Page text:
If you inherit a home after a loved one dies, an interpretive rule issued in 2014 by the Consumer Financial Protection Bureau (CFPB) clears the way for you to more easily take over an existing mortgage on the property. The CFPB rule also helps heirs by requiring mortgage servicers to provide certain information about the home loan.
Also, a 2018 CFPB rule requires servicers to have policies and procedures in place to promptly identify and communicate with family members, heirs, or other parties—known as “successors in interest”—who have a legal interest in the home.
In the Dodd-Frank Wall Street Reform and Consumer Protection Act of 2010, Congress established the CFPB and gave it the authority to adopt new rules to protect consumers in mortgage transactions. The CFPB subsequently issued an interpretive rule that helps an heir take over a deceased borrower’s mortgage after inheriting a home. Specifically, after the original borrower dies, the person who inherits the home may be added to the mortgage as an obligor (a borrower) without triggering the Ability-to-Repay rule.
What is the Ability-to-Repay rule? The Ability-to-Repay (ATR) rule, which went into effect January 10, 2014, requires mortgage lenders to make sure a borrower can afford a mortgage before issuing the loan. (Learn more about the ATR rule in Nolo’s article New Mortgage Rules on Ability to Repay.)
This rule is significant because if the lender did have to follow the ATR rule and determine an heir's ability to repay the mortgage, it would prevent some heirs from being added to the mortgage. The CFPB rule ultimately makes it easier to add the heir to the mortgage since the creditor does not have to consider whether or not the heir can repay the mortgage debt.
When a home transfers from a deceased person to an heir and there is still an outstanding loan on the property, there can be significant consequences if the heir is not able to add his or her name to the mortgage. For example, the heir may find it difficult, if not impossible, to deal with the mortgage servicer. (A mortgage servicer collects payments from borrowers, handles workout negotiations if the homeowner defaults, and manages the foreclosure process if one is started.)
Below are a few of the problems heirs have faced in the past when dealing with mortgage servicers after inheriting a home. These difficulties in working with a servicer can lead to unnecessary mortgage defaults and foreclosures.
Servicers sometimes won't speak to heirs. Servicers sometimes refuse to give out information (such as how much is due on the mortgage) to anyone but the borrower named in the mortgage—even when an heir has a legal right to such information.
Servicers often refuse to help heirs modify the mortgage. In some cases, servicers have refused to consider a mortgage modification on the basis that the heir was not a party to the existing mortgage and therefore cannot enter into a modification agreement.
Once the heir is listed as a named borrower on the mortgage, he or she can more easily obtain account information and/or seek a mortgage modification or other loan workout.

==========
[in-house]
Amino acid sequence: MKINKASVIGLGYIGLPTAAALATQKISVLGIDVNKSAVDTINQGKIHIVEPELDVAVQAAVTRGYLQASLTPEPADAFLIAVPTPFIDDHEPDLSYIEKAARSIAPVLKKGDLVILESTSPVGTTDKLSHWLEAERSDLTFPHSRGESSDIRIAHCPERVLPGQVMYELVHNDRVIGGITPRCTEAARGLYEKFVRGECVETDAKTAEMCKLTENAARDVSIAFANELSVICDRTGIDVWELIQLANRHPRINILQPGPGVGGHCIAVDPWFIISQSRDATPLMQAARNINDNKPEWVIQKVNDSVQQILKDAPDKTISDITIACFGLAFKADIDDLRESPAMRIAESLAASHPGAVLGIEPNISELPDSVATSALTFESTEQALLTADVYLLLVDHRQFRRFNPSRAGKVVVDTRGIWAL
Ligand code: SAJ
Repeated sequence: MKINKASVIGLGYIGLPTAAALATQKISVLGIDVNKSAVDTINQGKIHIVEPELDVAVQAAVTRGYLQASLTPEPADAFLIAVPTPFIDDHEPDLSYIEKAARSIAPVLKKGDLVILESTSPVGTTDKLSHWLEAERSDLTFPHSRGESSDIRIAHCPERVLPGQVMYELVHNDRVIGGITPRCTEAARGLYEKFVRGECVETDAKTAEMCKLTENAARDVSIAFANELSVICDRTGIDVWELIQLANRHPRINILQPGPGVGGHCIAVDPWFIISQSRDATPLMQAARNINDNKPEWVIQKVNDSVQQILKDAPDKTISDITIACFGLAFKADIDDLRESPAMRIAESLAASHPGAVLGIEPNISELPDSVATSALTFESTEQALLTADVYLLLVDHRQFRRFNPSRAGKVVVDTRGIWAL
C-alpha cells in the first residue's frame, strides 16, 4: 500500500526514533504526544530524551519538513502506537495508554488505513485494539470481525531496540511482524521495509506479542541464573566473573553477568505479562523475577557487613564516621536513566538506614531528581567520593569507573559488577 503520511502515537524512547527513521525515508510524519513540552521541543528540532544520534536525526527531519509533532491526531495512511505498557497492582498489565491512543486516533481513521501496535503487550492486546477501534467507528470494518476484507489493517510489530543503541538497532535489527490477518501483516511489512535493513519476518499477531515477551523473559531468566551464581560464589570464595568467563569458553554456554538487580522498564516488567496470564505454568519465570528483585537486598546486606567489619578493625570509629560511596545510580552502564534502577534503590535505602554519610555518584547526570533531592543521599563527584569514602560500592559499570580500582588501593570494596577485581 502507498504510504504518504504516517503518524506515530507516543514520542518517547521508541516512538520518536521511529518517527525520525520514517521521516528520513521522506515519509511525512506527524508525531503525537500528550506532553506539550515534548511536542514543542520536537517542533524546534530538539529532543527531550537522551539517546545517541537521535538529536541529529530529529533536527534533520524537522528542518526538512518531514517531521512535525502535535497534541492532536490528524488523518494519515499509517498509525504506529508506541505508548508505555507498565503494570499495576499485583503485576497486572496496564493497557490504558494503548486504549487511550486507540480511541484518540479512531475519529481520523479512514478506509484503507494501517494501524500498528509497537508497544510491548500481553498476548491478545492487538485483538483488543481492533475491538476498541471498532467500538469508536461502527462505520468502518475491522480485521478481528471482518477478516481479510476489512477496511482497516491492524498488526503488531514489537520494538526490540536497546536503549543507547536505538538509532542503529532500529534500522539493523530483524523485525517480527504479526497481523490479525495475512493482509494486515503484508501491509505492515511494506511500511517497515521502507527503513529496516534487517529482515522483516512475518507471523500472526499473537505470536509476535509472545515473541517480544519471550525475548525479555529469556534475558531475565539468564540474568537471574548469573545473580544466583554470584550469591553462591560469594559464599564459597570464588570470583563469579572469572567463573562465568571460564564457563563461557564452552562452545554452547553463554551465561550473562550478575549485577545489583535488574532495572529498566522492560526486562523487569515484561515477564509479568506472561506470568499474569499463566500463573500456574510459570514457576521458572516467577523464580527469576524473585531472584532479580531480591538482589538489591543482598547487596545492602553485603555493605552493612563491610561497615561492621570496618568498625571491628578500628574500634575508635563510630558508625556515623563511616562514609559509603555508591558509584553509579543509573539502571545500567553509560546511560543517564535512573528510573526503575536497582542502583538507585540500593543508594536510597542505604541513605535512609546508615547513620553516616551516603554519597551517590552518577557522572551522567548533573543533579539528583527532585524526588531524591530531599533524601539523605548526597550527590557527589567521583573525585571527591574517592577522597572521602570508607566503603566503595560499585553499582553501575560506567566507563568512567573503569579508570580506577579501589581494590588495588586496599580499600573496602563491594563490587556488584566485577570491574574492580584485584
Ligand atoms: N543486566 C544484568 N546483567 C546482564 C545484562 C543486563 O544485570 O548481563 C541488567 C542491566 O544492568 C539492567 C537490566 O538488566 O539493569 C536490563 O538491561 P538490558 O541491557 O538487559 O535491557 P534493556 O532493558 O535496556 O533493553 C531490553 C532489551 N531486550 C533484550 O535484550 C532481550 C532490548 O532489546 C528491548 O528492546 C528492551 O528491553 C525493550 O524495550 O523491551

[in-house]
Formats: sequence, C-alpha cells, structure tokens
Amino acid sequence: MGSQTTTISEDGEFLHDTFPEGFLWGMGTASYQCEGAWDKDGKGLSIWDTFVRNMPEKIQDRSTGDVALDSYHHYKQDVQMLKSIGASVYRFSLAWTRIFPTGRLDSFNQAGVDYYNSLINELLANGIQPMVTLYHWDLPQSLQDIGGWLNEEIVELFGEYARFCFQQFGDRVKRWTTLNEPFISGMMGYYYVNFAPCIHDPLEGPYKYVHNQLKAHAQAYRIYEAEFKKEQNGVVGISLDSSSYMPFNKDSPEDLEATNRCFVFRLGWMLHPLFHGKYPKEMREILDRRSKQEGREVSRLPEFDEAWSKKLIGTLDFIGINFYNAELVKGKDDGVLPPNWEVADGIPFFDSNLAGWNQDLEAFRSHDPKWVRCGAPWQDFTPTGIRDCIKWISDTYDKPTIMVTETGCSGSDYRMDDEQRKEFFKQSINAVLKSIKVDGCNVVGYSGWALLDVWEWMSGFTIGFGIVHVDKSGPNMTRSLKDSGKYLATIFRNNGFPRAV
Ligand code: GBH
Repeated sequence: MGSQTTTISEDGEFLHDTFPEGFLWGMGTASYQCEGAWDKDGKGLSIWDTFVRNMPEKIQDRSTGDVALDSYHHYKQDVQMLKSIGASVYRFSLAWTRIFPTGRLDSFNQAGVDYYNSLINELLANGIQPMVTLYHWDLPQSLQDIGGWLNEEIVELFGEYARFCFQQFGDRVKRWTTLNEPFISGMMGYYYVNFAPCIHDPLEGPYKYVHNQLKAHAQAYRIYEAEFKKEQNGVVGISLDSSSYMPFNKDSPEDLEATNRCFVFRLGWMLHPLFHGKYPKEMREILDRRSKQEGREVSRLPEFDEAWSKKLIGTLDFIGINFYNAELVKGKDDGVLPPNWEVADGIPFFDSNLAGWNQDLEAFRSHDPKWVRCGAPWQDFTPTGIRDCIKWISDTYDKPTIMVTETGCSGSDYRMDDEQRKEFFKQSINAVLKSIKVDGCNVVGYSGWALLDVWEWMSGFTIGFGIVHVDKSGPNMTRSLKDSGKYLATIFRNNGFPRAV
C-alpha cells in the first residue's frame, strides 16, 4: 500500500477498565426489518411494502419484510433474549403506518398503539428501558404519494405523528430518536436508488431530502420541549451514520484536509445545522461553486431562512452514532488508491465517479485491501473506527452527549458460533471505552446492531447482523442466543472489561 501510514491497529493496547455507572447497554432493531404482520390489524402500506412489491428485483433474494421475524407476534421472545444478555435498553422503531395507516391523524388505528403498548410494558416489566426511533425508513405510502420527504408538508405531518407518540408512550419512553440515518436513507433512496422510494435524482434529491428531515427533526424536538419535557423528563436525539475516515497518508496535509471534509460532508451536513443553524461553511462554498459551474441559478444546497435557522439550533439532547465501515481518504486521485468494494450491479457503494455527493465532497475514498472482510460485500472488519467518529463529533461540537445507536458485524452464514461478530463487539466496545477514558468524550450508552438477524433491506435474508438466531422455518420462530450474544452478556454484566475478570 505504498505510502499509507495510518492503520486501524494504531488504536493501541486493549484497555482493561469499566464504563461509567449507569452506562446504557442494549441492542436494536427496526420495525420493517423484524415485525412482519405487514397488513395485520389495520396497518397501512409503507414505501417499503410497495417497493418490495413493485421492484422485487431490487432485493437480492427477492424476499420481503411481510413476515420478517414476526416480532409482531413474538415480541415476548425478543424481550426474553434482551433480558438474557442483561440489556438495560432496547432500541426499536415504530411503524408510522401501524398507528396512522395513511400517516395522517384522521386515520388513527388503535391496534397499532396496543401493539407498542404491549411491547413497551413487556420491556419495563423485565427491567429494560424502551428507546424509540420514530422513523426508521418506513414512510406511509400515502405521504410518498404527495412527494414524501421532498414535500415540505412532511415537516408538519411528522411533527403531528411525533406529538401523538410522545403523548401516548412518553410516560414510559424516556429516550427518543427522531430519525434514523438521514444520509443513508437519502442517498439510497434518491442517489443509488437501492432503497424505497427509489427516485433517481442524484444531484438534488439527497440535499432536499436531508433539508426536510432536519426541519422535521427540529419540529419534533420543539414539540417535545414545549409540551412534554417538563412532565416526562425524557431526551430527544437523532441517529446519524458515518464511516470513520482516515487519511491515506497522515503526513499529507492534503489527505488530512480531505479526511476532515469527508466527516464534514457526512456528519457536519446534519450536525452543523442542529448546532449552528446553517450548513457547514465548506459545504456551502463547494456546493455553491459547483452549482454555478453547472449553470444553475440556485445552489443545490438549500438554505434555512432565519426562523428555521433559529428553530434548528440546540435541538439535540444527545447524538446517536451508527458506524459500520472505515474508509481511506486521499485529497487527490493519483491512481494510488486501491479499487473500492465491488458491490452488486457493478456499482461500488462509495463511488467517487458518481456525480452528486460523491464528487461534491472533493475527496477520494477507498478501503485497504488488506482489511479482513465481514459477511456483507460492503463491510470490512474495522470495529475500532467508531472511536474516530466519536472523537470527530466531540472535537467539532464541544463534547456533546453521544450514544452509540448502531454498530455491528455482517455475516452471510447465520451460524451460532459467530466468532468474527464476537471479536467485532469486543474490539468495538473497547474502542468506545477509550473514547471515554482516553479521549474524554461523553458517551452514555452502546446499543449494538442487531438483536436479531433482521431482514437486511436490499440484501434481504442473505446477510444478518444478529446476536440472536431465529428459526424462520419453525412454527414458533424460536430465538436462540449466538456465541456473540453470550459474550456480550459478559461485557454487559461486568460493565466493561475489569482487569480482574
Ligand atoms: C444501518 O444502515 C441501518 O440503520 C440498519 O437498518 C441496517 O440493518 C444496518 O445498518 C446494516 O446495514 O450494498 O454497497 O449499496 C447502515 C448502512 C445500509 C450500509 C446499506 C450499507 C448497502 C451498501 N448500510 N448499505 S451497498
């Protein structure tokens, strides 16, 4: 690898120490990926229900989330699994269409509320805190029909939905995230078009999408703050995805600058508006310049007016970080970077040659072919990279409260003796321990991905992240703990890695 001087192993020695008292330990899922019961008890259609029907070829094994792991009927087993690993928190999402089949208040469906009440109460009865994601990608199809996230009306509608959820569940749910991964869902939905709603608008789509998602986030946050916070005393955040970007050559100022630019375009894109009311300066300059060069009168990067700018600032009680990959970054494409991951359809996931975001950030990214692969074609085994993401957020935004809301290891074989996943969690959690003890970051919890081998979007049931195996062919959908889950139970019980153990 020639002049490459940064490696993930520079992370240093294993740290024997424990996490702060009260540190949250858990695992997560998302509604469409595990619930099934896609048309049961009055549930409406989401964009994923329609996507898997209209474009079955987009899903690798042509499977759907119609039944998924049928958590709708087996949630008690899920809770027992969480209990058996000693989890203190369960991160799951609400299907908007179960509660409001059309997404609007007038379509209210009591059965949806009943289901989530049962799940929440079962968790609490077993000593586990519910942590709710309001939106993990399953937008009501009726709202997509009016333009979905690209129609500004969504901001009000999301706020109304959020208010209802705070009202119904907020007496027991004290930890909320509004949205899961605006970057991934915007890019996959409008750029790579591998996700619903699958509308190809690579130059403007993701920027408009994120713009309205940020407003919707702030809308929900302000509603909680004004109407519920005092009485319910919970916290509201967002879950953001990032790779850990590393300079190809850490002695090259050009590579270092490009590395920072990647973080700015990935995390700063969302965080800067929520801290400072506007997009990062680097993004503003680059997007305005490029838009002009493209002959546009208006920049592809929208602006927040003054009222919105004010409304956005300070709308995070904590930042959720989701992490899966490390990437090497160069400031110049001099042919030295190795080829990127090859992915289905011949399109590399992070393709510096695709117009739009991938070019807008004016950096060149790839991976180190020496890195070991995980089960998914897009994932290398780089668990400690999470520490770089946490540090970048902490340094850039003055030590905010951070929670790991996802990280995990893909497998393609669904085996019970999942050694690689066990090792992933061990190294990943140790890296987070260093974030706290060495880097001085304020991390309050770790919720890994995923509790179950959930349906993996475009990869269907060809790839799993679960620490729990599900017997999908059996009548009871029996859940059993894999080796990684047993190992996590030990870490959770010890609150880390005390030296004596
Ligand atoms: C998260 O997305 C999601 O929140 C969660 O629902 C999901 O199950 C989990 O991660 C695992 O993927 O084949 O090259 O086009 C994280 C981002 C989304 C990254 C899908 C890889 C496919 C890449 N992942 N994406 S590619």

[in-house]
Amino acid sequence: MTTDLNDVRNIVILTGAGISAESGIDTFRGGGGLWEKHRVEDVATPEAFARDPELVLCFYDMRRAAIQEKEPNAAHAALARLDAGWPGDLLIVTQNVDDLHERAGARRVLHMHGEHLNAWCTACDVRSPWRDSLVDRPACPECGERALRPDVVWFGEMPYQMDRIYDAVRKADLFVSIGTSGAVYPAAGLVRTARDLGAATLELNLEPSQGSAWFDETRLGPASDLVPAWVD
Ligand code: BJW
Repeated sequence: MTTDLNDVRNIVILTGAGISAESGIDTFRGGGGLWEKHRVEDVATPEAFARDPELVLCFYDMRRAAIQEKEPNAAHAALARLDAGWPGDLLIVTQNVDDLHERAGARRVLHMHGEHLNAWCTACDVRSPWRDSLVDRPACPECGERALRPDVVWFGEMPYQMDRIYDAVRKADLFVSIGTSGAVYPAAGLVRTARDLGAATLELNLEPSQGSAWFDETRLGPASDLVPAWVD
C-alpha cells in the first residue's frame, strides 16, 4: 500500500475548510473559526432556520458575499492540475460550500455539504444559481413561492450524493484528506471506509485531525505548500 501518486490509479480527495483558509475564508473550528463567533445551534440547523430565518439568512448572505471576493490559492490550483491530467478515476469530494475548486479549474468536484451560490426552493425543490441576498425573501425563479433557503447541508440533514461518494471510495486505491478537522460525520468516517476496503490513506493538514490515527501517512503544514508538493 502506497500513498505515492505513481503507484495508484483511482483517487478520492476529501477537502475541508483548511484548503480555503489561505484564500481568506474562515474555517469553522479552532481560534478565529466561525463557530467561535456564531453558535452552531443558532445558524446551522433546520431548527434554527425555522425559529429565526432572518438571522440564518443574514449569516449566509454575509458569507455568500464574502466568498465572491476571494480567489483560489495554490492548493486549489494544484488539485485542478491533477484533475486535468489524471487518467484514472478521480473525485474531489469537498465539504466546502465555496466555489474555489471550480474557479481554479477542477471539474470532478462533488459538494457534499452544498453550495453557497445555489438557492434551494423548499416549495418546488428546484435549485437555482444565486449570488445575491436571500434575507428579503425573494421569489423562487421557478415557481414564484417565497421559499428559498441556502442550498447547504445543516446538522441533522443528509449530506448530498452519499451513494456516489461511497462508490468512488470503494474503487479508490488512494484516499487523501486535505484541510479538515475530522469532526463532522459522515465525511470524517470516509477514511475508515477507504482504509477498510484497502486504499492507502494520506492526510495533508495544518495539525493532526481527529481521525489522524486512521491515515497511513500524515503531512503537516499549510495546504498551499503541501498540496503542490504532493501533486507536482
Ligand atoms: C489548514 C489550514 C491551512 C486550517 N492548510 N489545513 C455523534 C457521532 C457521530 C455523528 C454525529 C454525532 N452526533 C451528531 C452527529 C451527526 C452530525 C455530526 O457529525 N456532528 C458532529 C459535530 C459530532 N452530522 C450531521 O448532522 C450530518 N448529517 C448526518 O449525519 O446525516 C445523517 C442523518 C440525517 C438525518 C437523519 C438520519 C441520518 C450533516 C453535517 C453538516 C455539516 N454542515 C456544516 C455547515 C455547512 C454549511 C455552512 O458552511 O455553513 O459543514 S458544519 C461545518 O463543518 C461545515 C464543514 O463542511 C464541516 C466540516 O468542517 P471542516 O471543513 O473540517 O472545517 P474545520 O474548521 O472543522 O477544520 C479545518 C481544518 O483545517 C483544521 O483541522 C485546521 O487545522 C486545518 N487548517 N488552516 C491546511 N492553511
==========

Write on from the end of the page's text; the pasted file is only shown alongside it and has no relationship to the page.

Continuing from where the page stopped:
The CFPB interpretive rule and corresponding guidance on how to implement the rule imposes certain duties on mortgage servicers in situations where the original borrower dies. Mortgage servicers must, among other things:
The servicer must also promptly evaluate whether to postpone or stop a pending foreclosure to provide the heir with a reasonable amount of time to add his or her name to the mortgage and, if needed, apply for a mortgage modification.
The issue of adding a new person to a mortgage often arises upon the death of the original borrower, but it can come up in other circumstances as well. As of April 19, 2018, a federal rule requires servicers to promptly identify and communicate with “successors in interest.” A successor in interest is someone who receives property:
Under the rule, successors in interest get the same protections under federal mortgage servicing rules as the original borrower. Basically, the servicer must treat the successor in interest as a borrower, even if the successor is not listed as a borrower on the mortgage loan account. This means that a successor in interest is entitled to information about the account and may apply for a loss mitigation option—like a loan modification—just like an original borrower could. Though, the servicer might require the successor in interest to assume the loan as a condition of a loss mitigation offer.
A successor in interest, like an original borrower, is also entitled to enforce certain provisions of the servicing rules, including loss mitigation procedural protections. (To learn about federal loss mitigation procedural protections, see Federal Laws Protecting Homeowners: Foreclosure Protections.)
Many, if not most, loan contracts contain a “due-on-sale” provision. This clause states that if the property is transferred to a new owner, then the full loan balance will be accelerated and the entire balance of the loan must be repaid. But the federal Garn-St. Germain Depository Institutions Act of 1982, prohibits enforcement of a due-on-sale clause in certain transactions, like a transfer to a relative upon the borrower’s death. (To learn more about the Garn-St. Germain Act, see Avoiding Foreclosure: Can Someone Else Assume (Take Over) the Mortgage?)
If you have received property through an inheritance or in one of the other ways mentioned in this article, but your loan servicer is refusing to give you information about the loan or otherwise help you with the loan, consider talking to an attorney who can advise you about what to do in your situation.